Venugopal Rao shares his extraordinary ‘rags to riches’ cricketing journey
Venugopal motivates the youngsters by telling them that they have all the facilities now which were not available during his time.
Updated - Aug 18, 2017 1:49 pm
Many of the Indian cricket followers may not remember Venugopal Rao’s contributions to the national team, as the cricketer from Visakhapatnam played only 16 ODIs for the national team. But hailing from a very humble background and a village 30 kilometres away from Vizag, the 35-year-old is very proud of what he has achieved. The likes of Simon Jones and Matt Prior might still remember the name, as Rao smashed an unbeaten 228 in the fourth innings of a four-day match against England A, as South Zone chased down the mammoth total of 501.
Following his amazing performances for Andhra Pradesh in domestic cricket, Rao got a chance to wear the prestigious blue jersey but couldn’t capitalize on the opportunity. His highest international score is 61 not out, which came against Pakistan in 2006. When Rao looks back at the past, he feels he didn’t utilize his potential to the fullest, but in the very next moment says he is very happy with what he has achieved throughout his career.
While speaking to The Hindu, Rao grew nostalgic as pictures of his struggling childhood flashed before his eyes. Digging deep on old memories, he recapitulates “When I started my Ranji Trophy career, I was getting ₹3,500 per match. That was a big sum those days. I came from a lower-middle-class family. My father’s salary was ₹ 7,000 a month and we were five brothers. I never played for money but was able to save a bit and it helped the family,” Rao saod.
“All five of us brothers played for Andhra at some level. Cricket is an expensive sport. My younger brother Gnaneswar Rao (who later was India U-19 captain) and I shared the same bat sometimes as kids. When my father retired from Hindustan Zinc, his colleagues were incredibly happy for him because they saw how much he had struggled. Life was hard.”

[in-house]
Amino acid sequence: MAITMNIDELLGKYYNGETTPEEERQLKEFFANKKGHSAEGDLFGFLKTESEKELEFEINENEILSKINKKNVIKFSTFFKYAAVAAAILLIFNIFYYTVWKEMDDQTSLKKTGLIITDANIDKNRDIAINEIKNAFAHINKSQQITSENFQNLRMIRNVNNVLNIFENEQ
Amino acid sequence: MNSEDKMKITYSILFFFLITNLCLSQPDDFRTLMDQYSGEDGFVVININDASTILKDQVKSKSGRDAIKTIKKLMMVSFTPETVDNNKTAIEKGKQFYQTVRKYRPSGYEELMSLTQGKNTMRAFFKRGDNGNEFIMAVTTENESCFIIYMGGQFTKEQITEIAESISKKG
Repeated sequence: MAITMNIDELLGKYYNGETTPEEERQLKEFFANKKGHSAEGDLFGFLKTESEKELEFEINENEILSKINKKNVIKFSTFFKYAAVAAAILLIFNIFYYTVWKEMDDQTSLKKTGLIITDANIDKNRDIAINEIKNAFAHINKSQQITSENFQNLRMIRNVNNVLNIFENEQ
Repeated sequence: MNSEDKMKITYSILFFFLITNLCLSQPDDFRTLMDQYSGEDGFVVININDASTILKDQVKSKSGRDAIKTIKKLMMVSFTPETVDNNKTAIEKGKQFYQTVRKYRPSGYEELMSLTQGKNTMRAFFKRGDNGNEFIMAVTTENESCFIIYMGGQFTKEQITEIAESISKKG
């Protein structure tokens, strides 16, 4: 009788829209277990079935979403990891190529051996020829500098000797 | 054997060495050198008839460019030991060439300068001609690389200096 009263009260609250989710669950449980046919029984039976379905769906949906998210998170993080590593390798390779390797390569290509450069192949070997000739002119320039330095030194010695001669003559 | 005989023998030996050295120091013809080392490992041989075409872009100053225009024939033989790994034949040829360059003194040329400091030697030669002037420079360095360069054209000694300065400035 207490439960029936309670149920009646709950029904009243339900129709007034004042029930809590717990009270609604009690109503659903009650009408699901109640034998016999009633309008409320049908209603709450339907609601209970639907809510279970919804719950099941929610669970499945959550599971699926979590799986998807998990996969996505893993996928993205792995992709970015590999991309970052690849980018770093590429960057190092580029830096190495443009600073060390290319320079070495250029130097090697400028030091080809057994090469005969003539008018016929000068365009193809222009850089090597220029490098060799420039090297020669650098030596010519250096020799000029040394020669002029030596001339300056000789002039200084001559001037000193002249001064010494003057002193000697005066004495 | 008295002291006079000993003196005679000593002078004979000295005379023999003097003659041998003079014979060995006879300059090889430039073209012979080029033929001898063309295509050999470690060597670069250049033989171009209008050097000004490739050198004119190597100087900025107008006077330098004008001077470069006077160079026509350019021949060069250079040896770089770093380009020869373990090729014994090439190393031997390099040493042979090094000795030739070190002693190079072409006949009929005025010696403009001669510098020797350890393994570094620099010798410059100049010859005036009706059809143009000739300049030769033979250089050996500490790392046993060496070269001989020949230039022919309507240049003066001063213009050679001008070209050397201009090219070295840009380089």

“How many crores of people want to play for the country… and I was able to do it. Only few people get the chance to do what they love for a living. Playing against Pakistan was good. My debut was in Dambulla; Suresh Raina got out first ball and I came in. I had to face (Muttiah) Muralitharan first up. I was expecting a doosra, but I got a normal ball. I got out for 38, caught behind. For a small-town boy to share the dressing room with Sachin Tendulkar, Sourav Ganguly, VVS Laxman — who has been like a big brother to me — and Rahul Dravid is a great feeling,” the man who has over 7,000 runs in professional cricket continued.
Remembering the days when he donned the Indian jersey, his heart swelled up with regret as he feels he could have represented the country many more times. “I definitely feel I could have played more. Sometimes I still feel that regret. Somewhere along the way, I didn’t make the most of the talent I had. I can’t pinpoint one reason. Maybe I didn’t push myself. Maybe I lacked proper guidance. There were a few personal things that really hurt me. I had to overcome all that. But I can’t blame anybody. It is your own journey,” he added.
The boon called IPL
Unlike yesteryear’s cricketers, the modern generation is extremely conscious about their diet and exercise regime. They do not want to lose their shape and posture and Rao feels IPL has done the trick. He further mentioned that by playing in theIPL, they can communicate with many foreign cricketers and get to know about their way of preparing for the game.
“So much has changed. Today’s generation is systematic: off the field, these kids know how to manage their fitness, their diet. We were a bit rusty there. Because of IPL, they talk to a lot of world-class players; even I learnt a lot,” Rao said.